This week in synagogue the rabbi’s sermon dealt with the issue of infrastructure as discussed in Deuteronomy Chapter 21 unexpectedly arising in the discussion of unsolved murders. Interestingly, the issue as to whether infrastructure was strictly stuff like roads and bridges or included what you might call social infrastructure such as social workers goes back over a thousand years and medieval scholars debated this very issue. I did not expect to hear that this issue was alive and well that long ago. The elders of the cities had to inspect the infrastructure outside the borders of the cities and had to declare that they had done all they could to have prevented the murder – the argument being whether the upkeep of the road was to blame or whether having had proper counseling in place would have prevented the murder.

Let me tell you about middle age at the age of 55. This means that 20 years ago I would say Friday night Kiddush at the dinner table all by myself not knowing if I would have a family. Now that my kids are in summer camp and Karen has been away for the month in Australia visiting her mum, I say the Kiddush all by myself but I know that soon everyone will be back at their place around the table. In another 20-30 years, I might be back at the table all by myself but if that happens it will be because everyone else has either died or left home for good. You can feel a lot of context about your life standing around the Friday night table saying the Kiddush prayer for the sabbath.

Bretton Woods, New Hampshire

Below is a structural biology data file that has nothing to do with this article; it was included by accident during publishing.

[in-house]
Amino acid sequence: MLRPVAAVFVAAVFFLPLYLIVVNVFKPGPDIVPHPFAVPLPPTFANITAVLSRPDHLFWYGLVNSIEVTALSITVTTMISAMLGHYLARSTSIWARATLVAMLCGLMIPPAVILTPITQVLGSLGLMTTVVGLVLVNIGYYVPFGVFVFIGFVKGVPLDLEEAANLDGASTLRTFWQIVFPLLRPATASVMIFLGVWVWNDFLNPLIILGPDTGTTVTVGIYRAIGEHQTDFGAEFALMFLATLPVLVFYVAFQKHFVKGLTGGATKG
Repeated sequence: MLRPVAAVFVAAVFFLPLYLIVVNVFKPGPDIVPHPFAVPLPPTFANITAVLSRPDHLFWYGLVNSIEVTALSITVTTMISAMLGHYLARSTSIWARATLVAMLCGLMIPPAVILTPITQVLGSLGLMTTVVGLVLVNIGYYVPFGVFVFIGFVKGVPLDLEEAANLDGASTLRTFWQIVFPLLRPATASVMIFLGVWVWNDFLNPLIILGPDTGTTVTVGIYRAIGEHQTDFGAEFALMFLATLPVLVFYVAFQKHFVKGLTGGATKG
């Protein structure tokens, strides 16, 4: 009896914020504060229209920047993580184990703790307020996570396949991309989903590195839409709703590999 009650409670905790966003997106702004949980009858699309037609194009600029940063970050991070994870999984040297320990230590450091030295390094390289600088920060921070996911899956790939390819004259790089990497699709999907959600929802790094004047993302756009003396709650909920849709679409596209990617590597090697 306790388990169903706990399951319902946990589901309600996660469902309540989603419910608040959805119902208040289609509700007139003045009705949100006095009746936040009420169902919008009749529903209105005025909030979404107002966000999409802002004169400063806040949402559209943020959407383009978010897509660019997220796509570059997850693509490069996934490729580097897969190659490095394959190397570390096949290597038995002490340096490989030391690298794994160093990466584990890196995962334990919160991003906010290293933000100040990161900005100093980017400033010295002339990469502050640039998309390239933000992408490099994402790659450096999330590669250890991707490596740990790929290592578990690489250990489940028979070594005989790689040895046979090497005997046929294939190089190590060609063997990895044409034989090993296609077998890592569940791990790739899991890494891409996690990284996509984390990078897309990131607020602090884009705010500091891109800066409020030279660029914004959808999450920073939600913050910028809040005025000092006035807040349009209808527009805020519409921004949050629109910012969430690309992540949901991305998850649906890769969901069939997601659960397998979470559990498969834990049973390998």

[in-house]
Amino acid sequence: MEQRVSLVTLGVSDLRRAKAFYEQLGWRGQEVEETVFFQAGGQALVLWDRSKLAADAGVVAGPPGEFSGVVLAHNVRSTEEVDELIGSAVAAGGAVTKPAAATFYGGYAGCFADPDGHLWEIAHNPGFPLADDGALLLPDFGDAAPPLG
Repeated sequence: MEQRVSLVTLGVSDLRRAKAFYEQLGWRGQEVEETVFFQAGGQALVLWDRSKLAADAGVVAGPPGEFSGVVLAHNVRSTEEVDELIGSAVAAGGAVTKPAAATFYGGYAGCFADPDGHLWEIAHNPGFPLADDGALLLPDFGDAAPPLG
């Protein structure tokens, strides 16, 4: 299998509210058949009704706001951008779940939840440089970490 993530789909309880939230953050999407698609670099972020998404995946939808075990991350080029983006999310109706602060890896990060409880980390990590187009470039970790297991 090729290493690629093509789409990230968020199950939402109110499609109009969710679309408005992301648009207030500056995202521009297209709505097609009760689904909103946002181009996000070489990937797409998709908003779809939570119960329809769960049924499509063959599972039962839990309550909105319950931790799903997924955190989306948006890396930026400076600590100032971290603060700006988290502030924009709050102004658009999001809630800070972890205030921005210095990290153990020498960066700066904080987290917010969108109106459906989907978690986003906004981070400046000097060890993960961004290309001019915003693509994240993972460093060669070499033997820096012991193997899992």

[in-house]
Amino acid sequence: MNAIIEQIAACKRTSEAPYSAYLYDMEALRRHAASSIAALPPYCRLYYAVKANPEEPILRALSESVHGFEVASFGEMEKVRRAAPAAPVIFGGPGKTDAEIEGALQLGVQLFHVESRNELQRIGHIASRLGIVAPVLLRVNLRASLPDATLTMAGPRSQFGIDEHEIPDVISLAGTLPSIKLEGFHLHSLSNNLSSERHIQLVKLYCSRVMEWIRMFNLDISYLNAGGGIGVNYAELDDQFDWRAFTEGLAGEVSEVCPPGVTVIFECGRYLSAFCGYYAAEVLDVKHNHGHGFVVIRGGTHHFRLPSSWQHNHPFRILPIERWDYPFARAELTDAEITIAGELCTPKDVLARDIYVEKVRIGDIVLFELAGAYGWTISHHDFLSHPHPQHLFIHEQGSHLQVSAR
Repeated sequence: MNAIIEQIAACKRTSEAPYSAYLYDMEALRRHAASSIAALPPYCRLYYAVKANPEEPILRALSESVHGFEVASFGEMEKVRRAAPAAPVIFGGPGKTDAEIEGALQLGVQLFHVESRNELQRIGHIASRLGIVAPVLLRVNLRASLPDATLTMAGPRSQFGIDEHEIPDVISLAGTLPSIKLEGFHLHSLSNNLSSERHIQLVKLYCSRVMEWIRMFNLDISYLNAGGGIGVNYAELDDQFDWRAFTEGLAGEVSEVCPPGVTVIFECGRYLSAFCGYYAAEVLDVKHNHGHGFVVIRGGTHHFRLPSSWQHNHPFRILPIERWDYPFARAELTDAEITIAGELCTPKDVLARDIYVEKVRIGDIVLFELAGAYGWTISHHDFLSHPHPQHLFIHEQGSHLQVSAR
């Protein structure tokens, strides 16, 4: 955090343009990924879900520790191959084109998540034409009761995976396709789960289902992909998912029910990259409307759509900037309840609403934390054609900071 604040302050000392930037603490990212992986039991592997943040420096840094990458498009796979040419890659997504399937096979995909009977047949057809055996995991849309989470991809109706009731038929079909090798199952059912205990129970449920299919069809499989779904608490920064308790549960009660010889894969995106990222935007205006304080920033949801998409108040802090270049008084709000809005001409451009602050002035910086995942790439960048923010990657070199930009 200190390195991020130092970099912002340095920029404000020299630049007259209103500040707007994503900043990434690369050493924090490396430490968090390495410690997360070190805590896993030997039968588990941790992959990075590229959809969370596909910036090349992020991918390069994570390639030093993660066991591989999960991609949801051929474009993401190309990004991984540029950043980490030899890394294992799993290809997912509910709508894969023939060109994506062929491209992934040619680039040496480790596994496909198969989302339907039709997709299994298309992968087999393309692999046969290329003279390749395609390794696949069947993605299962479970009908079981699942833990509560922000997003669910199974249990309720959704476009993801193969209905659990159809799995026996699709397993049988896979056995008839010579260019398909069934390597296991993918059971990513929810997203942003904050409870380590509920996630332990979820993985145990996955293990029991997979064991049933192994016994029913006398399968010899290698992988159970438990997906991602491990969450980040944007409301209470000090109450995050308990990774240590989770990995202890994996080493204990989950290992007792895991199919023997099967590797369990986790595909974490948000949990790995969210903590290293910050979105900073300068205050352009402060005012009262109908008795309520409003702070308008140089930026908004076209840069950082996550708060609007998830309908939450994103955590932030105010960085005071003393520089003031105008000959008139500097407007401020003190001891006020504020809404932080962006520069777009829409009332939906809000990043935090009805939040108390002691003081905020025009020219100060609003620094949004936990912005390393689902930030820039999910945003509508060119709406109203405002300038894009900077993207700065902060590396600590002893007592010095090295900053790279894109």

Another thing about middle age is that 20 years ago hotels wanted to impress people like me because their present clientele were elderly and dying. Now I go to a hotel and I feel old when I see everything so trendy and young around me. Young people have more discretionary income than people did 20 years ago; maybe it’s because they are not having as many kids. Hotels have been faster to cater to this crowd. I did a Staycation at the Equinox hotel in New York City and the TWA Hotel at JFK Airport. The Equinox is filled with young trendy bulked-up people standing in the pool holding their drinks and on the weekend it’s a zoo. The hotel advertises a great night’s sleep but I had nightmares because of the thick duvets they put on the bed (and no sheets). The TWA Hotel is a real hoot and lots of fun. They have a rooftop pool, exhibits on life in the 1960’s and the whole terminal building looks like you’ve stepped into a Time Machine with old pay phones, cars, departure boards and even the luggage belts behind the check-in desks. They have a plane from the 1950’s that they use as a cocktail bar on the weekends. You can walk from JetBlue’s Terminal 5 right into this hotel. The last time I was in this building was over 40 years ago as a passenger on TWA. I was in a choir in Miami doing a concert in New York; we took a night flight on a 747 and it was virtually just the 20 of us taking up a whole plane and running around for 3 hours all over the plane! I still remember that terminal; it was a beautiful space and it still is! When I woke up and looked out the window onto the runway, I was amazed to see an Eastern Airlines jet on the tarmac. That airline came back into existence after a 30-year hiatus and now flies to Ecuador.